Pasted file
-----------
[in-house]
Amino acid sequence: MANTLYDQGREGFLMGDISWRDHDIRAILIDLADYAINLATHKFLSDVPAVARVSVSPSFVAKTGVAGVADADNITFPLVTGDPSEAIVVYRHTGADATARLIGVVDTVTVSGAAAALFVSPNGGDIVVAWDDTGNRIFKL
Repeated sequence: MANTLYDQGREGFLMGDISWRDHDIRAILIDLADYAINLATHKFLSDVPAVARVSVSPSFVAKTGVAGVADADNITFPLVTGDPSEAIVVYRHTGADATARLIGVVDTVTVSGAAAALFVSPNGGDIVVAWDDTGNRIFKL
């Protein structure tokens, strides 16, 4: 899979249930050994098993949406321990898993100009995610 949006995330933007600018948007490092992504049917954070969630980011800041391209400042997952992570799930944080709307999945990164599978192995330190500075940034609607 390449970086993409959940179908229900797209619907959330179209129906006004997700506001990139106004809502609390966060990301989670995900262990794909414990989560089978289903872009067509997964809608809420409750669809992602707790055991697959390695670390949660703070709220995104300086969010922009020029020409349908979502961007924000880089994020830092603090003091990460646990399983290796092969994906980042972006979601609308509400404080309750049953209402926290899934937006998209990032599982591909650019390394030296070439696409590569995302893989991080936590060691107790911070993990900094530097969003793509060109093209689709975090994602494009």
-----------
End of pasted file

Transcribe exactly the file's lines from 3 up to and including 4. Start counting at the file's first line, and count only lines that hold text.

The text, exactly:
Repeated sequence: MANTLYDQGREGFLMGDISWRDHDIRAILIDLADYAINLATHKFLSDVPAVARVSVSPSFVAKTGVAGVADADNITFPLVTGDPSEAIVVYRHTGADATARLIGVVDTVTVSGAAAALFVSPNGGDIVVAWDDTGNRIFKL
């Protein structure tokens, strides 16, 4: 899979249930050994098993949406321990898993100009995610 949006995330933007600018948007490092992504049917954070969630980011800041391209400042997952992570799930944080709307999945990164599978192995330190500075940034609607 390449970086993409959940179908229900797209619907959330179209129906006004997700506001990139106004809502609390966060990301989670995900262990794909414990989560089978289903872009067509997964809608809420409750669809992602707790055991697959390695670390949660703070709220995104300086969010922009020029020409349908979502961007924000880089994020830092603090003091990460646990399983290796092969994906980042972006979601609308509400404080309750049953209402926290899934937006998209990032599982591909650019390394030296070439696409590569995302893989991080936590060691107790911070993990900094530097969003793509060109093209689709975090994602494009």